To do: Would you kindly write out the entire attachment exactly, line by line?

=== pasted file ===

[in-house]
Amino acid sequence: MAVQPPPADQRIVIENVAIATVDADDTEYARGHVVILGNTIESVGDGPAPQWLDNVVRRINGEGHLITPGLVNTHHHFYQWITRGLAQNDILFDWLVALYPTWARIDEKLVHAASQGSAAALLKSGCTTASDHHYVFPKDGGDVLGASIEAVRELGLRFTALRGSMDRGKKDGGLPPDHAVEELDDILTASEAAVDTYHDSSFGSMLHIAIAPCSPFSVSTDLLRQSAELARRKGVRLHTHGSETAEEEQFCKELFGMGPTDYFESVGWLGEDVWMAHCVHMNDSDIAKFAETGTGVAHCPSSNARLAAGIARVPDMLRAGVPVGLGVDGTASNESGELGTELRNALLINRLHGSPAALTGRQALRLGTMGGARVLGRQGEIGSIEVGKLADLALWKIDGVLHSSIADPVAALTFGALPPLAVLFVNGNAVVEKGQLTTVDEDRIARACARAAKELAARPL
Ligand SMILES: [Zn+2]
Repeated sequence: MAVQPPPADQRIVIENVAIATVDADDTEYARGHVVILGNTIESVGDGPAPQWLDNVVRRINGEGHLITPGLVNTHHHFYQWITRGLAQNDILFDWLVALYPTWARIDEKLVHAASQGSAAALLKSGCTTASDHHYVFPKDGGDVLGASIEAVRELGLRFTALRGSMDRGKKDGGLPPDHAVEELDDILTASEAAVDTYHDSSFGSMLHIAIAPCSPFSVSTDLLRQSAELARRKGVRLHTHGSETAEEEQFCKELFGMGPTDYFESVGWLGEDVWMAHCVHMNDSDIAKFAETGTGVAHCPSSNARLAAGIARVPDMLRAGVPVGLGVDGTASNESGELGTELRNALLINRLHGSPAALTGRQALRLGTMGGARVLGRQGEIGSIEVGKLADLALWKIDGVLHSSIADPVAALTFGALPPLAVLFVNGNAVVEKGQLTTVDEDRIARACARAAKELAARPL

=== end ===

[in-house]
Amino acid sequence: MAVQPPPADQRIVIENVAIATVDADDTEYARGHVVILGNTIESVGDGPAPQWLDNVVRRINGEGHLITPGLVNTHHHFYQWITRGLAQNDILFDWLVALYPTWARIDEKLVHAASQGSAAALLKSGCTTASDHHYVFPKDGGDVLGASIEAVRELGLRFTALRGSMDRGKKDGGLPPDHAVEELDDILTASEAAVDTYHDSSFGSMLHIAIAPCSPFSVSTDLLRQSAELARRKGVRLHTHGSETAEEEQFCKELFGMGPTDYFESVGWLGEDVWMAHCVHMNDSDIAKFAETGTGVAHCPSSNARLAAGIARVPDMLRAGVPVGLGVDGTASNESGELGTELRNALLINRLHGSPAALTGRQALRLGTMGGARVLGRQGEIGSIEVGKLADLALWKIDGVLHSSIADPVAALTFGALPPLAVLFVNGNAVVEKGQLTTVDEDRIARACARAAKELAARPL
Ligand SMILES: [Zn+2]
Repeated sequence: MAVQPPPADQRIVIENVAIATVDADDTEYARGHVVILGNTIESVGDGPAPQWLDNVVRRINGEGHLITPGLVNTHHHFYQWITRGLAQNDILFDWLVALYPTWARIDEKLVHAASQGSAAALLKSGCTTASDHHYVFPKDGGDVLGASIEAVRELGLRFTALRGSMDRGKKDGGLPPDHAVEELDDILTASEAAVDTYHDSSFGSMLHIAIAPCSPFSVSTDLLRQSAELARRKGVRLHTHGSETAEEEQFCKELFGMGPTDYFESVGWLGEDVWMAHCVHMNDSDIAKFAETGTGVAHCPSSNARLAAGIARVPDMLRAGVPVGLGVDGTASNESGELGTELRNALLINRLHGSPAALTGRQALRLGTMGGARVLGRQGEIGSIEVGKLADLALWKIDGVLHSSIADPVAALTFGALPPLAVLFVNGNAVVEKGQLTTVDEDRIARACARAAKELAARPL